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    • Homebuyer_londonNW
    • By Homebuyer_londonNW 15th May 18, 12:48 PM
    • 10Posts
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    Homebuyer_londonNW
    Cracks all over internal and external walls. Structural issues or settling down cracks?
    • #1
    • 15th May 18, 12:48 PM
    Cracks all over internal and external walls. Structural issues or settling down cracks? 15th May 18 at 12:48 PM
    ]Hi All,

    We are in a process of a buying a house. We found out on our 2nd visit along with the builder that all rooms with (no exception) has horizontal, vertical and arch cracks on the walls and external wall. The external wall is half brick and half rendered and both surface has cracks. The brick work has two minor stair step cracks . There is a huge old tree as well within the 6 feet from house. We have been informed by vendor that these are settling down cracks as the house for built in 2006. The builder thinks itís structural movement which can be rectified by underpinning foundation but he said itís most likely the cracks will be back in few years. We obviously should go for a structural survey but usually such reports are on the fence with survey taking no responsibilities and lots of ambiguities. So wanted a personal opinion or experience anyone has had with their homes. Sorry for the long post but we are torn between withdrawing or going ahead. Thanks. I have pictures of the cracks but not sure how to Attach.
Page 1
    • quantumlobster
    • By quantumlobster 15th May 18, 12:52 PM
    • 146 Posts
    • 327 Thanks
    quantumlobster
    • #2
    • 15th May 18, 12:52 PM
    • #2
    • 15th May 18, 12:52 PM
    Is there a compelling reason that you want this specific house?

    If not, then walk away. There's already enough doubt in your mind.
    • Homebuyer_londonNW
    • By Homebuyer_londonNW 15th May 18, 1:25 PM
    • 10 Posts
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    Homebuyer_londonNW
    • #3
    • 15th May 18, 1:25 PM
    • #3
    • 15th May 18, 1:25 PM
    Thanks so much thats what the mind says but we have been looking for 2 years now. This house is everything I wanted. Ticks all my boxes. Just don!!!8217;t want to let it go if it!!!8217;s not a structural just settling down which is considered normal with new builds. But you are in fact right about not proceeding with doubts in mind. It!!!8217;s all our life savings. Agent saying that this is normal with houses in this area.
    • SG27
    • By SG27 15th May 18, 2:01 PM
    • 2,294 Posts
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    SG27
    • #4
    • 15th May 18, 2:01 PM
    • #4
    • 15th May 18, 2:01 PM
    All houses have some cracks to an extent. The older it is the more cracks you can expect!

    However a house that it 14 years old shouldn't be getting any new cracks and whilst is possible that they are settlement cracks it does sound like maybe there are a few too many if its every room and externally. (Have a look a recently built newbuilds!)

    Its strange that a new build would be built so close to an existing old tree? Im suprised this was allowed, go to the council website and look up the planning application for the original build see what it says about the ttee.

    I wouldnt bother with a structural engineers report either for the exact reason you mention. Maybe go back with a different builder for a second opinion?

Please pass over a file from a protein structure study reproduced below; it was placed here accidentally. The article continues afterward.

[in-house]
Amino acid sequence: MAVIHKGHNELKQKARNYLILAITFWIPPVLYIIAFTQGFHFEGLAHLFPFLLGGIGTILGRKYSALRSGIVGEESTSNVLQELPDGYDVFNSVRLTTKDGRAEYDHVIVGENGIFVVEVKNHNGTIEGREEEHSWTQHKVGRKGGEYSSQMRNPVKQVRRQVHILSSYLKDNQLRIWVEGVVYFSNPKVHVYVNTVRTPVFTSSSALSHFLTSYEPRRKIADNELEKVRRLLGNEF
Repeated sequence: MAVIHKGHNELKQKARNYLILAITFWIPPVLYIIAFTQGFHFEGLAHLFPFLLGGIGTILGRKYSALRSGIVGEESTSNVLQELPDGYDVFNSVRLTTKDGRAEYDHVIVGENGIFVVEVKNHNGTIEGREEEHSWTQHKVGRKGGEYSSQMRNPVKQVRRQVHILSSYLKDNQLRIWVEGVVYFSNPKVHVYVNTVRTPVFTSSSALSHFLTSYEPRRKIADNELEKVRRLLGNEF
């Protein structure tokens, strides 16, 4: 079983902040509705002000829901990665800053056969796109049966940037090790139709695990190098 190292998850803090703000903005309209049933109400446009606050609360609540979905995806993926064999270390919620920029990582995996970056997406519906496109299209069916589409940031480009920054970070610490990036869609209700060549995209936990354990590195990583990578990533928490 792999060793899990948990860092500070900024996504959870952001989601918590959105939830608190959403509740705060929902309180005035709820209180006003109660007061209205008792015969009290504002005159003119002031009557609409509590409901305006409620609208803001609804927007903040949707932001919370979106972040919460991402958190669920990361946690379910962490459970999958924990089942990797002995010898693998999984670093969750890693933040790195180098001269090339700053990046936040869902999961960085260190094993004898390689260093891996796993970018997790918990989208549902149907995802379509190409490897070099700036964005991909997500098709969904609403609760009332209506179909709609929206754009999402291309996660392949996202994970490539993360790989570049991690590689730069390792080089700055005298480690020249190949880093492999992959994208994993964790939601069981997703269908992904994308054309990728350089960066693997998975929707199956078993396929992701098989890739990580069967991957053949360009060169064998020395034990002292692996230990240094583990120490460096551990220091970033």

Finally if you do really love this house then get quotes for the worsed case scenerio, ie underpinning/repairing and re negotiate your offer to take this potential work into account. Then once moved in repair all the cracks and see if they come back.
    • Nobbie1967
    • By Nobbie1967 15th May 18, 2:05 PM
    • 775 Posts
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    Nobbie1967
    • #5
    • 15th May 18, 2:05 PM
    • #5
    • 15th May 18, 2:05 PM
    A large tree 6 feet away from the house sounds like an issue waiting to happen and may have caused some of the existing cracks. What diameter is the trunk? What variety? What type of soil are you on. If it's clay and you get a dry summer you could get significant movement. I'd expect any survey to highlight this as an issue for further investigation.
    • ACG
    • By ACG 15th May 18, 4:20 PM
    • 17,174 Posts
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    ACG
    • #6
    • 15th May 18, 4:20 PM
    • #6
    • 15th May 18, 4:20 PM
    Something I used to look for when buying renovation properties was whether cracks go to the corner of the house.

    Here is an example

    And whether there were cracks around windows. Here is an example

    I am not qualified in any way to give advice on this sort of thing. This is just something I used to look for on projects I took on.

    Are the cracks hairline or are there gaps where you could maybe fit a coin in sideways?

    These are things that I would be looking at. If they are all there, I would walk away. If some are there, I would take it on a case by case basis and get someone more qualified in to help me out.
    • Bass_9
    • By Bass_9 15th May 18, 5:12 PM
    • 114 Posts
    • 117 Thanks
    Bass_9
    • #7
    • 15th May 18, 5:12 PM
    • #7
    • 15th May 18, 5:12 PM
    Cracks and some settlement are pretty normal but that sounds concerning to me. I have heard (and I stress that I do not have specialist knowledge in this area) that step cracks can indicate the wall ties have gone.

    I would be very wary given it's not even that old, and I believe underpinning can be very expensive.

    Have you really not seen any other houses you like in the past 2 years? Is this a bargain? I know you'll be disappointed but if it's a bargain there could be a good reason why.
    Last edited by Bass_9; 15-05-2018 at 7:45 PM.
    • Homebuyer_londonNW
    • By Homebuyer_londonNW 15th May 18, 5:45 PM
    • 10 Posts
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    Homebuyer_londonNW